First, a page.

Graske
v.
Comm'r of Internal Revenue

This case is not covered by Casetext's citator
Tax Court of the United States.May 21, 1953
20 T.C. 418 (U.S.T.C. 1953)

Docket No. 38702.

1953-05-21

THEODORE WESLEY GRASKE, PETITIONER, v. COMMISSIONER OF INTERNAL REVENUE, RESPONDENT.

Theodore Wesley Graske, pro se. John James O'Toole, Esq., for the respondent.


Where wife has gross income, husband filing separate return cannot claim exemption of $600 for wife and his optional standard deduction cannot exceed $500. Theodore Wesley Graske, pro se. John James O'Toole, Esq., for the respondent.

The respondent has determined that a deficiency in the amount of $132.16 exists in petitioner's income tax for the taxable year 1950. The two issues presented are as follows: (1) Was respondent correct in disallowing an exemption credit of $600 against net income for petitioner's spouse when petitioner filed a separate return and his spouse had gross income during the taxable year in question? (2) Was respondent correct in disallowing that portion of the standard deduction in excess of $500?

FINDINGS OF FACT.

Theodore Wesley Graske, hereinafter referred to as petitioner, filed his income tax return for the calendar year 1950 with the collector of internal revenue for the third district of New York. Throughout the period here involved petitioner was the husband of Lee M. Graske.

In the calendar year 1950 Lee M. Graske's total income amounted to $478.80. She did not claim her own or any other exemption on her withholding exemption certificate filed with her employer in 1950. On or about January 21, 1951, she mailed a form 1040 to the collector for the third district of New York, in which no exemptions or deductions were claimed. That form was intended as a claim for refund rather than as a formal return. In due course Lee M. Graske received a check refunding $85.60, the total amount withheld from her earnings.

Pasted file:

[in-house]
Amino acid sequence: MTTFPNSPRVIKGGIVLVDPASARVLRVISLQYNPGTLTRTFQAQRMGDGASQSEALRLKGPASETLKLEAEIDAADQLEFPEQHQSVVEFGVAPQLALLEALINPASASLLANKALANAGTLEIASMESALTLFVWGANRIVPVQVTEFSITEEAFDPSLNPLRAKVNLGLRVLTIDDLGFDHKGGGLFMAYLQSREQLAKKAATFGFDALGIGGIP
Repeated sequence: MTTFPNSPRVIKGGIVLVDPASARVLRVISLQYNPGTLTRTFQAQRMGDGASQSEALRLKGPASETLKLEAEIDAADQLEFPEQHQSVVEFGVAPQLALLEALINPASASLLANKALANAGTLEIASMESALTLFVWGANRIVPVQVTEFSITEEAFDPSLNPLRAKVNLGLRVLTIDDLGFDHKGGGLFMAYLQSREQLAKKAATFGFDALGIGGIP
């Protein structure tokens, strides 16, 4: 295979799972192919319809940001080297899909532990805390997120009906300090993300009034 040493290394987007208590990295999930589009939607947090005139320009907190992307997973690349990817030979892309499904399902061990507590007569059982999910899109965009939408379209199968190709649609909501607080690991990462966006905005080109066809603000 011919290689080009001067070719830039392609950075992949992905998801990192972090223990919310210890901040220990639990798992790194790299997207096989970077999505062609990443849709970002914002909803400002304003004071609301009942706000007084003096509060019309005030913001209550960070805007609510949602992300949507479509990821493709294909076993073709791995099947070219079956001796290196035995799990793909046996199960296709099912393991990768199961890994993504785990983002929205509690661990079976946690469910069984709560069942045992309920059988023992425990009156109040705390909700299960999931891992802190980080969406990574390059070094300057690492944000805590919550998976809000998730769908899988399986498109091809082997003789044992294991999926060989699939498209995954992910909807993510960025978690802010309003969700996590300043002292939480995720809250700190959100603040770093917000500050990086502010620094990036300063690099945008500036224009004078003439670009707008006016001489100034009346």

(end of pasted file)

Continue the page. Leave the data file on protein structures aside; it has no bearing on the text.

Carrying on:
Petitioner's return for 1950 did not include the income earned by Lee M. Graske, was signed only by petitioner, and made no use of the split-income provisions of the Internal Revenue Code. Petitioner did not intend it as a joint return. In computing his tax, he used that section of the return which should be used ‘ONLY by a single person or a married person make a separate return.‘ The amount of $585.71 was claimed under the standard deduction provisions, section 23(aa)(1)(A), as 10 per cent of adjusted gross income.

The return filed by petitioner was a separate return as contemplated by the Internal Revenue Code. He was not entitled to an exemption credit for his wife and was not entitled to an optional standard deduction in excess of $500.

OPINION.

ARUNDELL, Judge:

The issues in this case involve the exemptions and deductions which may be taken by a married taxpayer filing a separate income tax return. Respondent has held that petitioner could not claim an exemption credit for his wife, nor could he take an optional standard deduction in excess of $500.

Petitioner's contentions are based on two misconceptions of the meaning of the pertinent provisions of the Internal Revenue Code. His first error lies in his insistence that his form 1040 for 1950 was neither a separate return nor a joint return, but rather an individual return.